Phil's Simple Records debut is a creative tour-de-force. Explains Phil, "It was all done in Nashville. We had a friend of mine from LA who's a great bass player and producer called Eli Thompson. He came out and played bass 'cos he was actually touring around Nashville at this time. We also had a young 19 year old German from Dallas who's in another band come and play drums 'cos we just wanted guys who are outside the Nashville box who would just kind of bring something from their own background, their own standpoints. I played all the rest of the guitars and the keyboards and there's a cello or two on there which another guy played."
Recording was a pretty time-consuming process. Remembers Phil, "There'd be days when I'd just spend hours and hours nailing a vocal and knowing I could do it better and doing it again and finally getting something that I feel like was up to par with what I wanted to do. But for the most part it was an incredible time and I can't wait to do it again. Pete Kipley who produced the record has become such a good friend, almost a kind of older brother to me and just how we'd read through the Word together in the mornings and just get our eyes focussed on God at the beginning and have so much fun, coming into the studio and not knowing exactly what we're going to do but picking up guitars, picking up microphones and arranging songs, it was an incredible process."
The 'Phil Wickham' album, released in the USA in April, has received considerable critical acclaim. Raved Cross Rhythms Jeremy Chalmers, "As far as the style of the music goes you might suggest a Coldplay or a Chris Tomlin. But in truth there's much which is exhilaratingly fresh. In the midst of all this talent, it's not the music that made the impact but the lyrics. Phil shows us a level of wisdom and understanding that speaks not of religion but of relationship with Jesus. Such wisdom doesn't come with age (as he shows) but comes with experience. Reading the lyrics filled me with excitement and a hunger for intimacy with the King of all Kings."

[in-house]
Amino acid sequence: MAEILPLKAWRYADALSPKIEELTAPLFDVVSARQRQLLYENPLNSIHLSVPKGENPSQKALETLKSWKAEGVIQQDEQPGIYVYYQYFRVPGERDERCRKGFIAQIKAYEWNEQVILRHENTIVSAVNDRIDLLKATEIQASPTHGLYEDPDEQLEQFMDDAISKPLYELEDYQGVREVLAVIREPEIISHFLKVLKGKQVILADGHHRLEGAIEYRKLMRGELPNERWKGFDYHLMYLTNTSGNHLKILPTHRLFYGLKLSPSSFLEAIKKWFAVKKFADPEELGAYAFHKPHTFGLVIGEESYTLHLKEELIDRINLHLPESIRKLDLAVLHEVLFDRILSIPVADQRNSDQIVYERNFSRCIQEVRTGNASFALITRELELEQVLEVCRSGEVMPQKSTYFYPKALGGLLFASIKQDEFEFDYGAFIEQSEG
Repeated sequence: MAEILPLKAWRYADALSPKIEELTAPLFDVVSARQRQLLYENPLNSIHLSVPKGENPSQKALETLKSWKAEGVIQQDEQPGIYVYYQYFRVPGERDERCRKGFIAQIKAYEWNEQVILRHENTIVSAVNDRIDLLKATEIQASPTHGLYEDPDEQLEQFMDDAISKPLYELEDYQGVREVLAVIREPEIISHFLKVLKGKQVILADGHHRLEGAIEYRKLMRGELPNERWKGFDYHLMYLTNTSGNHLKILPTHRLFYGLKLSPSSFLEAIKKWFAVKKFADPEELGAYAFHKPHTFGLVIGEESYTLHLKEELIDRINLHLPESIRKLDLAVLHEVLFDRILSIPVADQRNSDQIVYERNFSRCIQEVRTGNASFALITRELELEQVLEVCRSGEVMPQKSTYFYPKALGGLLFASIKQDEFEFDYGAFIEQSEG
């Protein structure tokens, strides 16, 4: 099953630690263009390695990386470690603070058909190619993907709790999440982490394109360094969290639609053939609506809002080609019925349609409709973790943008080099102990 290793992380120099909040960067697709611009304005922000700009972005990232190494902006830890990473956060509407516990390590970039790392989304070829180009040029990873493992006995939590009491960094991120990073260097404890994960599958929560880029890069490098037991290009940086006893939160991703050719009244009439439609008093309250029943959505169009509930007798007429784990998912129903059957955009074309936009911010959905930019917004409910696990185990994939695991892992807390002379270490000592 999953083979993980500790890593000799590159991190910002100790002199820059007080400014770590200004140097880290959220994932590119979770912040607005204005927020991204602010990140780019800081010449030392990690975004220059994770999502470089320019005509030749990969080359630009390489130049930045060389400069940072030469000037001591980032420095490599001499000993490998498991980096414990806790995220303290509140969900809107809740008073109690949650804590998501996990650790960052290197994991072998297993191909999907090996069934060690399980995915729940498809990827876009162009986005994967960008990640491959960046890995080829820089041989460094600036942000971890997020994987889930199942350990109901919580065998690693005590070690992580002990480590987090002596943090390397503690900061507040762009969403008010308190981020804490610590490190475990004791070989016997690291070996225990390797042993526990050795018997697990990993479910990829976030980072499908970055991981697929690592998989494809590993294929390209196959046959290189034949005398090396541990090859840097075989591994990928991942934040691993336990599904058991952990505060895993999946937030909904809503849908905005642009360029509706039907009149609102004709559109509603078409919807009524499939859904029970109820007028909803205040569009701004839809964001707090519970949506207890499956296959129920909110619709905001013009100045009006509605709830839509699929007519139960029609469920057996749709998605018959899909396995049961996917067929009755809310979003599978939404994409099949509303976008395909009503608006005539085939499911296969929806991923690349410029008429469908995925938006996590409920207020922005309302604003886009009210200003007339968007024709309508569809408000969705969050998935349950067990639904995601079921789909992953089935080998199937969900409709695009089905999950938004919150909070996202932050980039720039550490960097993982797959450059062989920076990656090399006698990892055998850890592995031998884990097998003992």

More adventurous British Christian music lovers will have experienced Phil's powerful ministry at Creation Fest - the annual free Christian music fest held in Woolacombe, Devon. Phil's regular appearances there show that unlike the dominant perspective of Nashville marketing men there are still American musicians who view the UK as a mission field rather than a market to be exploited. Speaking about the Creation Fest Phil says, "It's an incredible experience every time and it's actually like a vacation for me. I get to wind down, play once or twice every night and just hang out with people and get in the Word. It's just been incredible."
Such a simple, ministry-focus is refreshing indeed. Clearly the mentoring of those Jesus music pioneering parents has borne fruit.The opinions expressed in this article are not necessarily those held by Cross Rhythms. Any expressed views were accurate at the time of publishing but may or may not reflect the views of the individuals concerned at a later date.